Diversity, Equity and Inclusion

Comcast’s Internet Essentials program hits the 4 million mark

About 190,000 people in the greater Philly area have access to the $10/month internet program. Some 4 million have used it since 2011.

Comcast HQ.

(Photo by Flickr user Ryan Hallock, used under a Creative Commons license)

Full disclosure: Comcast has sponsored several major Technical.ly initiatives.

It’s year six for Comcast’s Internet Essentials program, and the numbers are in: 47,000 families or approximately 190,000 people in the Greater Philadelphia Area are now signed up for the $10-a-month broadband service.

In a call with media outlets on Monday, Comcast EVP David L. Cohen said the program had hit a landmark of connecting 4 million people to the internet thanks to the backing of 9,000 organizations, politicians and nonprofits.

Philly proper accounts for 31,000 families or 125,000 individuals who are part of the program, which was first launched in 2011 as part of Comcast’s acquisition of NBCUniversal.

“The secret sauce of the program is its wraparound design to address three barriers: digital literacy, access to equipment and affordable service,” said Cohen. “Since this launched in 2011 we’ve spent $350 million towards digital literacy initiatives and we’ve sold 65,000 subsidized computers.”

Comcast announced three expansions to the program:

  • For the fourth time since 2011, internet speeds were increased: from 10/1 Mbps to up to 15/2 Mbps.
  • Subscribers will get access to 40 hours of free out-of-home WiFi through the company’s network of 18 million wifi spots.
  • Access to the program by low-income senior citizens will be expanded from five to 12 cities (to be announced). Philly was the first city to be included in that rollout.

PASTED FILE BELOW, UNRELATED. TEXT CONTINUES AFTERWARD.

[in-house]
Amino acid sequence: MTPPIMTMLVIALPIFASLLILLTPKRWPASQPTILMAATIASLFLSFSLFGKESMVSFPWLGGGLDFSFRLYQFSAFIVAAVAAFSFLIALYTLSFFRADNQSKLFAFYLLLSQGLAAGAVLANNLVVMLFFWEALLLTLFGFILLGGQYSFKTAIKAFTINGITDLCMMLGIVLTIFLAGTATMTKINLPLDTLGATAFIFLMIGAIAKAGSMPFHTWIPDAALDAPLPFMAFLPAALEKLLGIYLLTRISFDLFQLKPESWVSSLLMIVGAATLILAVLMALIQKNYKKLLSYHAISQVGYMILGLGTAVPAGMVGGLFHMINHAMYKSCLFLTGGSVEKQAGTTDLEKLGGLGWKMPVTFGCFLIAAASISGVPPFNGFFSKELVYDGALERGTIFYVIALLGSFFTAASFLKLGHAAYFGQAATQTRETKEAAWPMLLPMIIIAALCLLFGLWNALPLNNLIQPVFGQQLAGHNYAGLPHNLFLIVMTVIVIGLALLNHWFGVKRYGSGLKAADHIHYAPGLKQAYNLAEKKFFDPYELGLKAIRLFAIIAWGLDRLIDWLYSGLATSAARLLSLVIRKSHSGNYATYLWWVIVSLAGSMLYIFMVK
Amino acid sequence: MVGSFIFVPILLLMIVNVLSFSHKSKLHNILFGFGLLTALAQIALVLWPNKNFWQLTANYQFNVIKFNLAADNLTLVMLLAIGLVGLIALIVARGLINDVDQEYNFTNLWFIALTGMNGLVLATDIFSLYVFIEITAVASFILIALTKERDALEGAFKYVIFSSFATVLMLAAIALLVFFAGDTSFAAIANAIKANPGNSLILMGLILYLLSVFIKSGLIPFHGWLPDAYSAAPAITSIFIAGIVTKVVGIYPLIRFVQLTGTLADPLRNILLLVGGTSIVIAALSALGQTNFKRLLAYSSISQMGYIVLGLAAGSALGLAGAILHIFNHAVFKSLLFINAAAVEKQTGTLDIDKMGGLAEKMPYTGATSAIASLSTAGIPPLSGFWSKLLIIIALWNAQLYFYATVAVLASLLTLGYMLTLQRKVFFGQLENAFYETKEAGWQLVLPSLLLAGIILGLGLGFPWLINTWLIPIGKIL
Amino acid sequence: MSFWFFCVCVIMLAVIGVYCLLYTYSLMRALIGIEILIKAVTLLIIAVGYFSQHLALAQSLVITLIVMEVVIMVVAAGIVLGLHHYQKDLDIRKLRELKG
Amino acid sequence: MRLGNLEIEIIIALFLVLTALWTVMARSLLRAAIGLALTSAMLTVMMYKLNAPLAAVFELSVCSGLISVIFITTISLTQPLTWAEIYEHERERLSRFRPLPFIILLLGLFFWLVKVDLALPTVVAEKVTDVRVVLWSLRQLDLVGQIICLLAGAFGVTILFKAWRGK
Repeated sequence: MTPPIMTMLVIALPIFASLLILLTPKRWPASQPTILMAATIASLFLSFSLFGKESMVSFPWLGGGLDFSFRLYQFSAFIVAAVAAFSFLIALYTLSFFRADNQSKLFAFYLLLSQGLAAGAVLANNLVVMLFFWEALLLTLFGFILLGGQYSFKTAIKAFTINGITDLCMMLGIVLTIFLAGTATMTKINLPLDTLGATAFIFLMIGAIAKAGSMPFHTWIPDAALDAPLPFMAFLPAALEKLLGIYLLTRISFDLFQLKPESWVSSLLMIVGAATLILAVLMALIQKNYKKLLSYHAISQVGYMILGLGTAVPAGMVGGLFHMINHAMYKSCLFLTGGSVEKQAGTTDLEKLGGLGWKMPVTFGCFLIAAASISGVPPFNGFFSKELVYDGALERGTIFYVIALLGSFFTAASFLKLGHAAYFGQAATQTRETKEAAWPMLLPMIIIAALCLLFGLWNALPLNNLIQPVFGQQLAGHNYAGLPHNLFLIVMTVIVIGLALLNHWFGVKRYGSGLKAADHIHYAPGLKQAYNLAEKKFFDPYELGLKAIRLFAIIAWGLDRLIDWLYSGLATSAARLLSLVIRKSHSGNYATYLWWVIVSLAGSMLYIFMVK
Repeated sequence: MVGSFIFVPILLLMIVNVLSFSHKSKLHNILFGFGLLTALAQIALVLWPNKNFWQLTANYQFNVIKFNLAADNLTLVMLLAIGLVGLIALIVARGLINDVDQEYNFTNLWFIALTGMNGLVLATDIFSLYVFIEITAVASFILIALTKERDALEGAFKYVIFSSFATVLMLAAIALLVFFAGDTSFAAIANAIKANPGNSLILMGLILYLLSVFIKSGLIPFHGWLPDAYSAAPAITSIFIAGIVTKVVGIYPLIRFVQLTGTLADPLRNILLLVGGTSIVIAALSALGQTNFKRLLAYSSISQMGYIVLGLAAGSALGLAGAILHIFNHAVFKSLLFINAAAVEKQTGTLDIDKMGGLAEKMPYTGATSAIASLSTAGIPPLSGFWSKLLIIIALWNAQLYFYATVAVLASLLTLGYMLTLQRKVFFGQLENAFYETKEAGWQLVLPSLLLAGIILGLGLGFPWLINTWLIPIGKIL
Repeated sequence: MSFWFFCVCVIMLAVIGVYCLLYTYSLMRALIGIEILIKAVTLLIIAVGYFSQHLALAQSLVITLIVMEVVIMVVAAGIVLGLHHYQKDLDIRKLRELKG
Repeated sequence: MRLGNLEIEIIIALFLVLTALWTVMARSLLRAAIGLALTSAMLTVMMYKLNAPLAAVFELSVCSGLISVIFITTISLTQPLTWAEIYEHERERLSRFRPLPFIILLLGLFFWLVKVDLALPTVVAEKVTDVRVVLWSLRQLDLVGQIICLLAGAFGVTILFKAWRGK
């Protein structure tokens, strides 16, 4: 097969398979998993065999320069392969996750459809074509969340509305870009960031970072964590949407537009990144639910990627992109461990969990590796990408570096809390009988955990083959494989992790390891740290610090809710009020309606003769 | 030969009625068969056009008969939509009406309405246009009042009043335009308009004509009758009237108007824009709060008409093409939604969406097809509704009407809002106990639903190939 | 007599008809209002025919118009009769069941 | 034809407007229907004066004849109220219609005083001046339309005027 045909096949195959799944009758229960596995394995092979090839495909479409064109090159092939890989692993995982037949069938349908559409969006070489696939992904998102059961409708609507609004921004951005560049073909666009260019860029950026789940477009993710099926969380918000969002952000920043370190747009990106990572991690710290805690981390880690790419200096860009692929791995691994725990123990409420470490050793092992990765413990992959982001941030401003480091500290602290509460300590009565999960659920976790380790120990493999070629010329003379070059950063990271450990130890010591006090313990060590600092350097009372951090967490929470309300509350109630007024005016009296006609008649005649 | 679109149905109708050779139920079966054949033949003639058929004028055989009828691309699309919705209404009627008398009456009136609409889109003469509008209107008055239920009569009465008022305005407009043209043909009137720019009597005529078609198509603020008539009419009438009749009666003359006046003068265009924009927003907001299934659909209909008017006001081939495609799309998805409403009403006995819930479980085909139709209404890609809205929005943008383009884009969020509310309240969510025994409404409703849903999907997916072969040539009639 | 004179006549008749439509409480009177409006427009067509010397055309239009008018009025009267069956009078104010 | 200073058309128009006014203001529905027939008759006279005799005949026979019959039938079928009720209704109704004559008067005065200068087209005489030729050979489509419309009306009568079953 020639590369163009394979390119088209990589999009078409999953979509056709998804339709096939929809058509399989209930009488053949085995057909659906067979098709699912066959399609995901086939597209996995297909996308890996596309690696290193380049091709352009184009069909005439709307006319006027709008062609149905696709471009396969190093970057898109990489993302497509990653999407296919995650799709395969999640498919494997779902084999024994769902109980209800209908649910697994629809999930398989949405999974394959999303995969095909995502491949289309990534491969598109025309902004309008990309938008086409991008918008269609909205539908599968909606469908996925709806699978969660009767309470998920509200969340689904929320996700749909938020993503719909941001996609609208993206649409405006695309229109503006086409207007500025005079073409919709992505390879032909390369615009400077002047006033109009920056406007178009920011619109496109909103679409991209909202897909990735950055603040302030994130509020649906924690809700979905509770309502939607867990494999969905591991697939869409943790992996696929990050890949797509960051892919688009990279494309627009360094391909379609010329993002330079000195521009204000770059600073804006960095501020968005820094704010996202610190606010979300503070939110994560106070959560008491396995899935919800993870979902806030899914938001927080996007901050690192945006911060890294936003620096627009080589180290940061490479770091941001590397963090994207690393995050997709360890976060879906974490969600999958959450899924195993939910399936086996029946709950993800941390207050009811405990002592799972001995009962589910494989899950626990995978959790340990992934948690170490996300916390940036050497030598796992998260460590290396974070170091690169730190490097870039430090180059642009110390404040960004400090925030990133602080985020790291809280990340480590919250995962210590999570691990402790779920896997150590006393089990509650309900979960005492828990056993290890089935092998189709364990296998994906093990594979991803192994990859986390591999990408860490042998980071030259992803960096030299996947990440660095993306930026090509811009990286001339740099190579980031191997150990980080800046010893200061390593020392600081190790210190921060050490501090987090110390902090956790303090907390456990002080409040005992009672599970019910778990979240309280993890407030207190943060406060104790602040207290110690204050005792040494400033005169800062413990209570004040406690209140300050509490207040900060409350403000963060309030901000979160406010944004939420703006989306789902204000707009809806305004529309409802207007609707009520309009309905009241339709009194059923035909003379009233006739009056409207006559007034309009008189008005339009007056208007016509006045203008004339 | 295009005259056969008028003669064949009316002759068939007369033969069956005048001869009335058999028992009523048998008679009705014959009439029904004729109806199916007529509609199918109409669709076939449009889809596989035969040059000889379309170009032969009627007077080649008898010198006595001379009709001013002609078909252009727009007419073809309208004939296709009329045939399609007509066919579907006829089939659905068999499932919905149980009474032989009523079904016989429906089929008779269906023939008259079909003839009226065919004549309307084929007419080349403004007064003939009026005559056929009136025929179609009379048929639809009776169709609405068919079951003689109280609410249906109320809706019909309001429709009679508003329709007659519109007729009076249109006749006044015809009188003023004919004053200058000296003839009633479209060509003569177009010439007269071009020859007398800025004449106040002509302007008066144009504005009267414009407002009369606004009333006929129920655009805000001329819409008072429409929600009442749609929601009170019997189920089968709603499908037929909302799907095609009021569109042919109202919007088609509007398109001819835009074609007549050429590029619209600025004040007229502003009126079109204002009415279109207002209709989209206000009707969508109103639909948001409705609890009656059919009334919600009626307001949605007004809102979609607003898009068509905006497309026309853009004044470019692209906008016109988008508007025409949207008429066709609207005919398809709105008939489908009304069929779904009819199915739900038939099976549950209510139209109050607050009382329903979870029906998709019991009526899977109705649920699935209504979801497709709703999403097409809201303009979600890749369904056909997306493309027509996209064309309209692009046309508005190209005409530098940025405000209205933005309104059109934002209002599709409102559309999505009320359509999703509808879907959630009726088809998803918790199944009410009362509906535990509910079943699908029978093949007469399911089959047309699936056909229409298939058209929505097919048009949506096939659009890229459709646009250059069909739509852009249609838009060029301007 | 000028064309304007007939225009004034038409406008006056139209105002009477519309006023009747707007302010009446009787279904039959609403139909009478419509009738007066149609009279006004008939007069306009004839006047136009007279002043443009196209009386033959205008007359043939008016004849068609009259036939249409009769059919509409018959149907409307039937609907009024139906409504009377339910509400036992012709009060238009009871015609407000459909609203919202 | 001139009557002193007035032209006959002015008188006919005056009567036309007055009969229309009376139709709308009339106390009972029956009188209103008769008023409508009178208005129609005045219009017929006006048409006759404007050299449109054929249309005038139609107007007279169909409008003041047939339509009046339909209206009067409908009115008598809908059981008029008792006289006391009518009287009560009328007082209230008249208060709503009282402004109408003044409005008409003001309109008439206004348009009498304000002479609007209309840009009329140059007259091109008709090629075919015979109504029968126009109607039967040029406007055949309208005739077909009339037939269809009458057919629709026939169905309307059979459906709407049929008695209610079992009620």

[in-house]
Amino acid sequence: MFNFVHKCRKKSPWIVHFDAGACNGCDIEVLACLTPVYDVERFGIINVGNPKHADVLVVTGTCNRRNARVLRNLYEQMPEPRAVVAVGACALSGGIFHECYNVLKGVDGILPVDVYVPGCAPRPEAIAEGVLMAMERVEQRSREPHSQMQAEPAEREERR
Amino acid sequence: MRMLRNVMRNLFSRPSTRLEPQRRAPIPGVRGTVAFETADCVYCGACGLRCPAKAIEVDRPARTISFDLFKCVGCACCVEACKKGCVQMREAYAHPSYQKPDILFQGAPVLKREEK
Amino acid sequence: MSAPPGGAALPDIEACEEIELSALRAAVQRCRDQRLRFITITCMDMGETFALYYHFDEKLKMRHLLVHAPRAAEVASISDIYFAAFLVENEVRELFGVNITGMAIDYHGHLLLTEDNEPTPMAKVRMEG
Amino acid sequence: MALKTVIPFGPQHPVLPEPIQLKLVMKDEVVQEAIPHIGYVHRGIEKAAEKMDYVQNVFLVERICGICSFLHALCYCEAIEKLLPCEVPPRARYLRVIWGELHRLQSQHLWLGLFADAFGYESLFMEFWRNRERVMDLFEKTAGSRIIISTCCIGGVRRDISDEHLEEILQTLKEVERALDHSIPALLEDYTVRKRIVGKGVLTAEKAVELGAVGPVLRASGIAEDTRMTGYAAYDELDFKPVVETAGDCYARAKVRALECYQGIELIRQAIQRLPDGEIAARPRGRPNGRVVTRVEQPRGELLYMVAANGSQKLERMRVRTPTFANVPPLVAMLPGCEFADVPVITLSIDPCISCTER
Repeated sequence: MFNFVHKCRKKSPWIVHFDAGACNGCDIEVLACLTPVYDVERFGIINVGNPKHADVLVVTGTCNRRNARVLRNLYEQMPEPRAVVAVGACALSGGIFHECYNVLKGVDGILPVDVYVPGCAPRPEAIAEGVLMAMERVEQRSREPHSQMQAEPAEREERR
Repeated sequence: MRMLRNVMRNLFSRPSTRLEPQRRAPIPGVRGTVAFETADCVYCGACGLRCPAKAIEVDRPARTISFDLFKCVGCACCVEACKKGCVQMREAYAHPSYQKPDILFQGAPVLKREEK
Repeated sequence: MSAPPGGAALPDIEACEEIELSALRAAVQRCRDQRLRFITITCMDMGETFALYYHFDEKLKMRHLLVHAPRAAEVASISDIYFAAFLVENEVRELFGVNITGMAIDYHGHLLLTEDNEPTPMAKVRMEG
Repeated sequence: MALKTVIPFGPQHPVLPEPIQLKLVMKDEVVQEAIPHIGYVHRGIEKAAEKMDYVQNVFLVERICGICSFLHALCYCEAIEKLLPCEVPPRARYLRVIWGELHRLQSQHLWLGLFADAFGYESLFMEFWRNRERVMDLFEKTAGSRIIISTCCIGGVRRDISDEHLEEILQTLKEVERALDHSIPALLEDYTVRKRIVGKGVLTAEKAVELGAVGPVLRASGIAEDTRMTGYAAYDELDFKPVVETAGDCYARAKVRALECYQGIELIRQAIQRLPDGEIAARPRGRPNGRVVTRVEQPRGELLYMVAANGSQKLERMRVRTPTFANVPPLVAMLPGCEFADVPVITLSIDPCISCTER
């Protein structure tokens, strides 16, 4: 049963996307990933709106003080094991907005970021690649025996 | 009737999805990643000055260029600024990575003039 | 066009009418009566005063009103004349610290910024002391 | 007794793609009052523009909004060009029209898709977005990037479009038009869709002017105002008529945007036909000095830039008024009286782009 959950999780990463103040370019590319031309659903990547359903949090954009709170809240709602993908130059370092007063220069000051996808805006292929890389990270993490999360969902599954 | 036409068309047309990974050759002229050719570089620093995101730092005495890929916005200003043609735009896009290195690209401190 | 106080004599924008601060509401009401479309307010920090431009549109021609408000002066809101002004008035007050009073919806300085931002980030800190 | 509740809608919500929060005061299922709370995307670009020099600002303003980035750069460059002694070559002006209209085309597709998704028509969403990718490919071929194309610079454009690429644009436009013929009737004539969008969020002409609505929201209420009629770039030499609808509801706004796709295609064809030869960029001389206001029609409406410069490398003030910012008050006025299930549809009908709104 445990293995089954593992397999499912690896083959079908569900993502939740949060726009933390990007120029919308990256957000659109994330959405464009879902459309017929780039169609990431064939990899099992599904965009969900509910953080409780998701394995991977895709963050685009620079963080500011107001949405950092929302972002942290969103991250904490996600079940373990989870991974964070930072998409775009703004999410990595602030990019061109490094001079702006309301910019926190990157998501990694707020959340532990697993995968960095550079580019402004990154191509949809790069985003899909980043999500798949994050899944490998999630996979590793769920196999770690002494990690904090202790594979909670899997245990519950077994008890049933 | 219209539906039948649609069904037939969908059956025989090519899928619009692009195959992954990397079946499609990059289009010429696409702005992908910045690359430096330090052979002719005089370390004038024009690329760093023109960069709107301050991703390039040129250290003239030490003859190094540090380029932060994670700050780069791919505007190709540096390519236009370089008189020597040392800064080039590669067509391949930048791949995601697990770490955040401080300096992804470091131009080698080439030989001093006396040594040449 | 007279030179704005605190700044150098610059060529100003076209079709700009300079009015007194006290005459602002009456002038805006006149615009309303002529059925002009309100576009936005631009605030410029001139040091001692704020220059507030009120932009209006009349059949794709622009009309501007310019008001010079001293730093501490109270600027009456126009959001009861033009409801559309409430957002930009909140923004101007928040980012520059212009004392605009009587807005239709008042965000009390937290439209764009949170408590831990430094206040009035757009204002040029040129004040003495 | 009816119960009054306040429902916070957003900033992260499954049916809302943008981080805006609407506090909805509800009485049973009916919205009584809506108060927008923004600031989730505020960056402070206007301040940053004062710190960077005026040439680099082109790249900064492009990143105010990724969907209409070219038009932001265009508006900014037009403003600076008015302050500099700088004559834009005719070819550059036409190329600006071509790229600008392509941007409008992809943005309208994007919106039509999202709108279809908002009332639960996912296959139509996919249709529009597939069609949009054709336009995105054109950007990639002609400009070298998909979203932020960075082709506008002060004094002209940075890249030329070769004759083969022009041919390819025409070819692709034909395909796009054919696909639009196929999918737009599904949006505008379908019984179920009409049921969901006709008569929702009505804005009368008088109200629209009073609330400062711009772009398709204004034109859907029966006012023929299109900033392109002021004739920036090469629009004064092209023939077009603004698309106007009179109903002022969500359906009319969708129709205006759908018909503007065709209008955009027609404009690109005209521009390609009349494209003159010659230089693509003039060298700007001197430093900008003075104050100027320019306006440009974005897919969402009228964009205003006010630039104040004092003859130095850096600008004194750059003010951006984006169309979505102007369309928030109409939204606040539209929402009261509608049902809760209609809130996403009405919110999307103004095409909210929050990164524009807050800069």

Delis Serrano-Estrada, 37, was an early adopter of the program. In 2008, the single mom moved to Philly from Puerto Rico, her two-year-old son in tow. When the program rolled out in 2011 she was among the first to sign up.


“We didn’t have access to the internet back then, and I thought the program could help me find a job,” Serrano-Estrada told Technical.ly. “I was able to get a job and got into a special needs education program for my child because of the internet. We also use it to speak to my family in Puerto Rico.”

Fifty-five percent of the program’s subscribers are Hispanic. To better reach out to the Spanish-speaking community, Comcast named Telemundo host Adamari López the program’s first-ever national Hispanic spokesperson. López will join national spokesperson Jackie Joyner-Kersee — a six-time Olympic medalist and digital literacy activist — on a multi-city tour to stump for Internet Essentials.

“We’re thrilled to announce this expansion, but more work remains,” Cohen said. “Far too many families are on the wrong side of the divide, and connecting them remains part of our core mission.”

Companies: Comcast
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